How to Make a Pomegranate Vinegar Tincture

We're going to be doing lots of fun new things in coming posts around here, but before we get busy making products, we're going to get busy making one of the ingredients: a vinegar tincture.

And before we get busy making our tincture, let's chat briefly about the vinegar we'll be using today – coconut vinegar!

You: Lise, really? Oooh I'm intrigued!
Me: Cool, then let's take a brief look at this fab ingredient!

Is It Made From Coconuts? (hint: yes)

Coconut vinegar is - as the name suggests - made from coconut. The sap is fermented and then processed further until it ends up as vinegar. If you are curious to know more about the hows and whys of the process, check this article which shows both traditional and modern vinegar producing methods.

Just as vinegars are used as a condiment in Western countries (think fish & chips with vinegar, or a drizzle of balsamic vinegar to spice up a dish), coconut vinegar is a common condiment in many Asian countries.

When I wasn't able to find coconut vinegar at my local supermarket, I was happy to discover it could be ordered at a nearby shop. Living in a teeming metropolis as I do (insert small snicker because Copenhagen is about as teeming as teensy little Denmark gets), it wasn't too terribly long before I had my coconut vinegar in hand.

Why Coconut Vinegar

Because I have been researching and working with vinegars during most of this year, I was immediately interested when I heard a fellow formulator remark 'it doesn't smell quite as vinegary as normal vinegar does. There's a clear undertone of coconut'.

That made it a no-brainer. I had to get my hands on some.

When you're using vinegar in cosmetics, scent is everything.

And even though it was the scent that had my initial interest, it was also fun to discover coconut vinegar has a slightly lower acetic acid content than many other commonly used vinegars.

Although the acetic acid content of coconut vinegar will vary slightly depending on where and which production process is used,  on average it is around 4%. Most other common vinegars used for pickling and in foods have an acetic acid content of 4.5% - 5.0%.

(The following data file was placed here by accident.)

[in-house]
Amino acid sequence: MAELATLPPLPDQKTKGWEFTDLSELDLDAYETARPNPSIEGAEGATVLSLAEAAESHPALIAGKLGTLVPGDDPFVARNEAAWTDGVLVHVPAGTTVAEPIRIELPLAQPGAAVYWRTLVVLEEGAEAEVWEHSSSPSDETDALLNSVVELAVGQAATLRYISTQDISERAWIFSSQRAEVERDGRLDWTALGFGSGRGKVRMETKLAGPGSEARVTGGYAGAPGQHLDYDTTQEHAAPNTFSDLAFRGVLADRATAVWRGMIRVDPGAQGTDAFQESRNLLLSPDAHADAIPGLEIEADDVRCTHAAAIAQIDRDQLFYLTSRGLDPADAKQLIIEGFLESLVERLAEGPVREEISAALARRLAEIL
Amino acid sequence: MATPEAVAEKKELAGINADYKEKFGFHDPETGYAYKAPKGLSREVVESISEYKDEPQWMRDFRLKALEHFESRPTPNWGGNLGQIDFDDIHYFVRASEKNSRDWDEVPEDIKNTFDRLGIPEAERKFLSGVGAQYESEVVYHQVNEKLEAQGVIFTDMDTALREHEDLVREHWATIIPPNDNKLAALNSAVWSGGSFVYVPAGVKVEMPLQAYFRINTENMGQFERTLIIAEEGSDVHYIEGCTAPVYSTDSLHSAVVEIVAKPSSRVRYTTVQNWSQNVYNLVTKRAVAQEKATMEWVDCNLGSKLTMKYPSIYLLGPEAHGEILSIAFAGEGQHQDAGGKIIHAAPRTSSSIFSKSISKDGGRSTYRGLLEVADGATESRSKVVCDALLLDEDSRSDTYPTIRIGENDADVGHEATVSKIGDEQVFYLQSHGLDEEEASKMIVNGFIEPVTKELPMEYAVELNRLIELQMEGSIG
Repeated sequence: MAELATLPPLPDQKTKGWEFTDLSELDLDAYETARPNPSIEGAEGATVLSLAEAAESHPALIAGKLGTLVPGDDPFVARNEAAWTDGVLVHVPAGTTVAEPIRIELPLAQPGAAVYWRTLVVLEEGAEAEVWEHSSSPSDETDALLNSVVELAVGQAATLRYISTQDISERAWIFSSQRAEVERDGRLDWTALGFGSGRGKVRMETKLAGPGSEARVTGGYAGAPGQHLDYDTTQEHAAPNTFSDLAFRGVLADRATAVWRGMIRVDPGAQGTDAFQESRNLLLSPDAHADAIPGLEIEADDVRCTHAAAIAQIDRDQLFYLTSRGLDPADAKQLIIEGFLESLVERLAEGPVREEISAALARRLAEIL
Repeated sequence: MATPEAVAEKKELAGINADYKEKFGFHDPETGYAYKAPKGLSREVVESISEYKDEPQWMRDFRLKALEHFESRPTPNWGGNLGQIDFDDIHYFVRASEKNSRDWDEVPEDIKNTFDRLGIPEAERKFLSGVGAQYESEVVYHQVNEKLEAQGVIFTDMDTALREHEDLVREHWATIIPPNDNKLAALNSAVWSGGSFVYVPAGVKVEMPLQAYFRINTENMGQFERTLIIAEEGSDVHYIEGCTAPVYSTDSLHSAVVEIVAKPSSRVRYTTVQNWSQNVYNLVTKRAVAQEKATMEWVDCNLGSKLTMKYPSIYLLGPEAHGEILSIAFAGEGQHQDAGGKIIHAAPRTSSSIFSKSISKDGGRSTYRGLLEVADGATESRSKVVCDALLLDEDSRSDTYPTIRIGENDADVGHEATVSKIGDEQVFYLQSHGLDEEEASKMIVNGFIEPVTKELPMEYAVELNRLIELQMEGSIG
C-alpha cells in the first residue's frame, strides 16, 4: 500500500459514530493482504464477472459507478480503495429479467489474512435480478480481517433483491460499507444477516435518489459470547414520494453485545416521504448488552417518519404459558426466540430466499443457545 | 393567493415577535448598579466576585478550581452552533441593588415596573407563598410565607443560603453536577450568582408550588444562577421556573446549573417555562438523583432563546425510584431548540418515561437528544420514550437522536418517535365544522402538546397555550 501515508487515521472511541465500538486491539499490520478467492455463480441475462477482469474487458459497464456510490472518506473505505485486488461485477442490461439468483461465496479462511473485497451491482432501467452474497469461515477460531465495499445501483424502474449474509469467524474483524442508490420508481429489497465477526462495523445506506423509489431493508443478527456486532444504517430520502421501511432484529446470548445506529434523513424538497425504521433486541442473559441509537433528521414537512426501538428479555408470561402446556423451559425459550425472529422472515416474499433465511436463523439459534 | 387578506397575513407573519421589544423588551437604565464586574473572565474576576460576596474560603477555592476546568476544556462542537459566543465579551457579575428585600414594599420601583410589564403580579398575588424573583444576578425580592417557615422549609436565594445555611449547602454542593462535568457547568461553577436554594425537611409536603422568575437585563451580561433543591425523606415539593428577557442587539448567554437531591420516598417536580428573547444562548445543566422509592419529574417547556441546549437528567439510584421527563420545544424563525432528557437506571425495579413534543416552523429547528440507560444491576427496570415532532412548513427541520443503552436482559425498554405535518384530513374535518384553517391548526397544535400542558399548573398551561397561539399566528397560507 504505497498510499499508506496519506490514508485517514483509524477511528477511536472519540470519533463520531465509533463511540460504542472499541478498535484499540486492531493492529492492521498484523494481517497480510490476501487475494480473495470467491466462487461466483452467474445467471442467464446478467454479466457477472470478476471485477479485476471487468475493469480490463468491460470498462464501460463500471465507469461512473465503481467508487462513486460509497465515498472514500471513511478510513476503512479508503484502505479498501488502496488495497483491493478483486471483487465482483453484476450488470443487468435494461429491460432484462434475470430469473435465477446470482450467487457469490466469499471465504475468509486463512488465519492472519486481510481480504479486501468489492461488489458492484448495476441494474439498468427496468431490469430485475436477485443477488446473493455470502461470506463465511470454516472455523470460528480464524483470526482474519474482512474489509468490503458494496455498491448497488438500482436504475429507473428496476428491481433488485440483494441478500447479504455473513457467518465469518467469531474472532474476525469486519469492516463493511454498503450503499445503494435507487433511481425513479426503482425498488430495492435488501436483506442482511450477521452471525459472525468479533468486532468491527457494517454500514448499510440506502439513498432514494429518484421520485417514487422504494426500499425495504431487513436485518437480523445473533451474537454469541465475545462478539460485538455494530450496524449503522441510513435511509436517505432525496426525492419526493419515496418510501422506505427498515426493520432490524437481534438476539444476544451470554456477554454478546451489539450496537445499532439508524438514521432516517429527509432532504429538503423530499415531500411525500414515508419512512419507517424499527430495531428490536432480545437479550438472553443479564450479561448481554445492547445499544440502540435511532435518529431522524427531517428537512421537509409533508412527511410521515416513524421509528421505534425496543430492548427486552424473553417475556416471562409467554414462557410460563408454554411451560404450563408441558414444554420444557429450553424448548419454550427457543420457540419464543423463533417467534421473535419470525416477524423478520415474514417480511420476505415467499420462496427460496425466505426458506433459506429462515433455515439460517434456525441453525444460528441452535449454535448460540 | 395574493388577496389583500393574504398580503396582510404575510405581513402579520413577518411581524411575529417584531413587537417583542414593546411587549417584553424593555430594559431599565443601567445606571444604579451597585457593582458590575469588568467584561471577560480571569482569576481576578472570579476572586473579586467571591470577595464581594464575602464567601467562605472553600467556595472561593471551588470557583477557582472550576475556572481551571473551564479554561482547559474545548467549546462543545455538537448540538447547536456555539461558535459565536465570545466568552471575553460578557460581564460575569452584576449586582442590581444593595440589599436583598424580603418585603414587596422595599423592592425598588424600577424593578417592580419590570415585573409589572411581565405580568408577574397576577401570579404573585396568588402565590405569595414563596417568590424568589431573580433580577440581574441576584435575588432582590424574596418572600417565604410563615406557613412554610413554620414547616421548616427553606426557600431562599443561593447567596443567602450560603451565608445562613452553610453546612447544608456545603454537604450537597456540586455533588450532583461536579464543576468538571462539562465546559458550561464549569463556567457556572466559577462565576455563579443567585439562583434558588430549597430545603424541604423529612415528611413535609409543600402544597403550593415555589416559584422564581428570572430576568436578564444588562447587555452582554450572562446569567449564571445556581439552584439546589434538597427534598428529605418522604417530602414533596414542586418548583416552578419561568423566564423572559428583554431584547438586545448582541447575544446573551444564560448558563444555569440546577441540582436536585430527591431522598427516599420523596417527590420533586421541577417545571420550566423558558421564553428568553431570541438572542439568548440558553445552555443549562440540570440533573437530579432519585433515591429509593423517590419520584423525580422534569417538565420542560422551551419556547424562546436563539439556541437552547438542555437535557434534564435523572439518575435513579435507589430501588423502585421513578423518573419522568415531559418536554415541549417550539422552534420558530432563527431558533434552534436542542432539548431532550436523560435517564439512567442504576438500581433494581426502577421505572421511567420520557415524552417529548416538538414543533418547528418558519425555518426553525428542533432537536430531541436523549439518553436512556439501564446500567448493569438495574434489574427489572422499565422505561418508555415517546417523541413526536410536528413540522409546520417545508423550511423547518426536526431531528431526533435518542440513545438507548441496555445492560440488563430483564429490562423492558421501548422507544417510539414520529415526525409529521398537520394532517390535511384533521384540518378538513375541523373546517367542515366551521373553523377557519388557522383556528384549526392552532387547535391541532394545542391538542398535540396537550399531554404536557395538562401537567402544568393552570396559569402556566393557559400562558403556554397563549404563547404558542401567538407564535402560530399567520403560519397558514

It was interesting to discover coconut vinegar is not crystal clear. I would compare it to apple cider vinegar in both 'behavior and appearance'. There is a tendency to a slight cloudiness that I would describe as 'frosted white'. Not at all unappealing, but it does present some limitations as well.

Another fun fact: coconut vinegar has a natural content of farnesol.

About the Pomegranate Seeds

When making any vinegar infusion for use in cosmetics, keep the ingredients as basic and pure as possible. Use dried (preferably organic) seeds with nothing added – no preservatives, sugars, flavor enhancers or anything else.

These types of 'purist' products might only be available in specialty shops if you don't happen to have access to fresh seeds and own a dehydrator so you can dry your own.

If you want to use fresh seeds, you will have to take into account the additional water content of the seeds (read: you're going to have to do your own calculating and can't expect the following described method to necessarily give a successful result as it has been calculated for dried seeds).

So! Now that you have your ingredients in hand and are ready to go, here's what you need to make a modest-sized batch:


Ingredient Grams Ounces
Dried Pomegranate Seeds 50 1.76
Organic Coconut Vinegar 150 5.29


  1. Weigh and place the dried seeds in a suitable (sanitized) container (glass or food-safe plastic) 
  2. Weigh and add the vinegar 
  3. Place a lid on the jar. Note: if you use a metal lid, place a protective layer between the contents and lid.
  4. Allow to infuse for 5-8 days at room temperature
  5. Strain
  6. Bottle and store cool

About Storage and Temperatures

Even though this is a self preserving tincture, it should in theory be sufficient to store it at room temperature. However, this is a big globe and room temperature varies widely around the planet.